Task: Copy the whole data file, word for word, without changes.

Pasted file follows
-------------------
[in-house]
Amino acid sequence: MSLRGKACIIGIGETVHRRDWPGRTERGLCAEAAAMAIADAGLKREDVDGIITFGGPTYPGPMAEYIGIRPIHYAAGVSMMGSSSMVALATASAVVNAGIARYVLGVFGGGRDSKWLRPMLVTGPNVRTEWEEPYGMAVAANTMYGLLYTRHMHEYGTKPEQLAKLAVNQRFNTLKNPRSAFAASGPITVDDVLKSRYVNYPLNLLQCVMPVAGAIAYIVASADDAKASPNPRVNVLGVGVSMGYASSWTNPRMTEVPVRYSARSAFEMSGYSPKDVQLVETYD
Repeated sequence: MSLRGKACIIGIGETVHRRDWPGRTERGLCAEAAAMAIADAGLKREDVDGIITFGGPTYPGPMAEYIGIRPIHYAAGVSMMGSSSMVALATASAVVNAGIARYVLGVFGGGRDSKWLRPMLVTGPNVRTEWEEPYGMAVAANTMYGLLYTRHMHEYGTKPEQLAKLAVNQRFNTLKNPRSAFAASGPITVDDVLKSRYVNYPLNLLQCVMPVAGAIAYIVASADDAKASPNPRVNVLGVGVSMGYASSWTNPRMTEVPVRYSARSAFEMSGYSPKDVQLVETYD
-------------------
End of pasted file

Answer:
[in-house]
Amino acid sequence: MSLRGKACIIGIGETVHRRDWPGRTERGLCAEAAAMAIADAGLKREDVDGIITFGGPTYPGPMAEYIGIRPIHYAAGVSMMGSSSMVALATASAVVNAGIARYVLGVFGGGRDSKWLRPMLVTGPNVRTEWEEPYGMAVAANTMYGLLYTRHMHEYGTKPEQLAKLAVNQRFNTLKNPRSAFAASGPITVDDVLKSRYVNYPLNLLQCVMPVAGAIAYIVASADDAKASPNPRVNVLGVGVSMGYASSWTNPRMTEVPVRYSARSAFEMSGYSPKDVQLVETYD
Repeated sequence: MSLRGKACIIGIGETVHRRDWPGRTERGLCAEAAAMAIADAGLKREDVDGIITFGGPTYPGPMAEYIGIRPIHYAAGVSMMGSSSMVALATASAVVNAGIARYVLGVFGGGRDSKWLRPMLVTGPNVRTEWEEPYGMAVAANTMYGLLYTRHMHEYGTKPEQLAKLAVNQRFNTLKNPRSAFAASGPITVDDVLKSRYVNYPLNLLQCVMPVAGAIAYIVASADDAKASPNPRVNVLGVGVSMGYASSWTNPRMTEVPVRYSARSAFEMSGYSPKDVQLVETYD